We recently outlined a bill introduced by Senator Patty Murray (D-WA), which would expand the EITC and pay for it in part by further limiting the deduction for executive compensation. The Senator believes that the...
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- Missouri Gives In With $2 Billion Incentive to Boeing
Missouri Gives In With $2 Billion Incentive to Boeing
Missouri’s legislature has approved nearly $2 billion in tax incentives for Boeing after a House vote today, and the plan awaits Governor Nixon’s (D) signature. We’ve written on this issue extensively, following it from Washington’s $9 billion bid to the union’s contract refusal, to the governor’s proposal for a “massive” incentive package (which, notably, did end up being in the range we predicted). Our opinion, that these incentives are wasteful, distortionary, and unaccountable is, thus, well-known. While Boeing benefits from this incentive today, every other Missouri taxpayer gets to foot the full freight of the tax code that Missouri’s policymakers, like Governor Nixon, have failed to reform.
But a question we’ve been hearing recently is, if Washington State offers a $9 billion package and Missouri a $1.7 billion package, isn’t Washington a shoe-in for the contract?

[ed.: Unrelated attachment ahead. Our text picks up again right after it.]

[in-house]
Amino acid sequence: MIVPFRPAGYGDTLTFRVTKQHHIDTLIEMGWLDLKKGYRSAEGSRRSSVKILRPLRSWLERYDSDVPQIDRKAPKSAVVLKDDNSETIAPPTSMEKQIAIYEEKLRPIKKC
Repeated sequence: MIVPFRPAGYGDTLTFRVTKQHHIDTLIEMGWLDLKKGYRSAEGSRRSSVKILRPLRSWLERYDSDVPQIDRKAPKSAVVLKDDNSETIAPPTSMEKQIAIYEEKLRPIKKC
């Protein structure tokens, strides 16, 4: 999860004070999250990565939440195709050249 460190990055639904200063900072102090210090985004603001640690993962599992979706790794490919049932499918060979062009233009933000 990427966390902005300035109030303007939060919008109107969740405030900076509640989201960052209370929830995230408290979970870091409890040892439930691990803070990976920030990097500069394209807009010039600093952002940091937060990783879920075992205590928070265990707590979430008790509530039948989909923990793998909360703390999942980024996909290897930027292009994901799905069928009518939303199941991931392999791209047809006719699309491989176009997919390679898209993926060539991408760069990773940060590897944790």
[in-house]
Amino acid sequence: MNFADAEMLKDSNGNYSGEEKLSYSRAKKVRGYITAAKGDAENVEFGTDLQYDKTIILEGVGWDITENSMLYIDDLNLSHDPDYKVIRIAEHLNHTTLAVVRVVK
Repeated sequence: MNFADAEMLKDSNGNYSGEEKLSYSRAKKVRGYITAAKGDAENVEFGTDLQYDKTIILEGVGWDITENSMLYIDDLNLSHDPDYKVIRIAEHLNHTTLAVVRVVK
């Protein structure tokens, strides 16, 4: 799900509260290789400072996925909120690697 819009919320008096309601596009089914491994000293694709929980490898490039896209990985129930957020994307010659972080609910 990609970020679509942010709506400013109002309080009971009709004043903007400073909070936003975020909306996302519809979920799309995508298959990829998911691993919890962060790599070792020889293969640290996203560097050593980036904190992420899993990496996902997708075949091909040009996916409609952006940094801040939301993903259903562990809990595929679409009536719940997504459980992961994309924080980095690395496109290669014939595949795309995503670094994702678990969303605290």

The answer is no. First of all, costs are different in different locations. In states other than Washington, Boeing is asking that incentive packages include a laundry-list of super-advantaged positions, like free facilities, fully paid-for new infrastructure investments, job training and recruitment assistance, largely because, in Washington State, they already have facilities and workers (if it sounds ridiculous for a major firm to ask the government to supply no-cost facilities and employee training, that may be because it is ridiculous). Crucially, as Boeing’s desire for a new union contract in Washington demonstrated, labor costs are a key component as well.
But these bids are also revealing. First, on Boeing’s list of desired features for a location, tax and regulatory factors represent 4 of the 9 components: more proof that taxes matter for business locations. Second, while Missouri’s bid is lower, it’s starting from a better position in some regards.
Washington State has a gross receipts tax known as the Business & Occupation tax. This tax problematically “pyramids” throughout the production structure, so while statutory rates are far smaller than traditional corporate income taxes, the B&O brings in a lot more revenue. Because Washington State’s business taxation regime is so onerous, they have to offer a far larger incentive package in order to stay competitive.
This is more proof about why sound tax policy is important. Businesses ask for incentives in order to get tax treatment equal to their best available offer. But if a state’s basic tax code is already their best available offer, there’s no need for incentives at all. Missouri’s admittedly flawed tax code may still have a significant advantage over Washington’s for complex multi-leveled manufacturing like Boeing, because Missouri only taxes profits, but Washington taxes gross receipts. In this case, the structure of the tax code, and not just the tax bill, makes all the difference.
More on Washington State here.
More on Missouri here.
More on Gross Receipts Taxes here.
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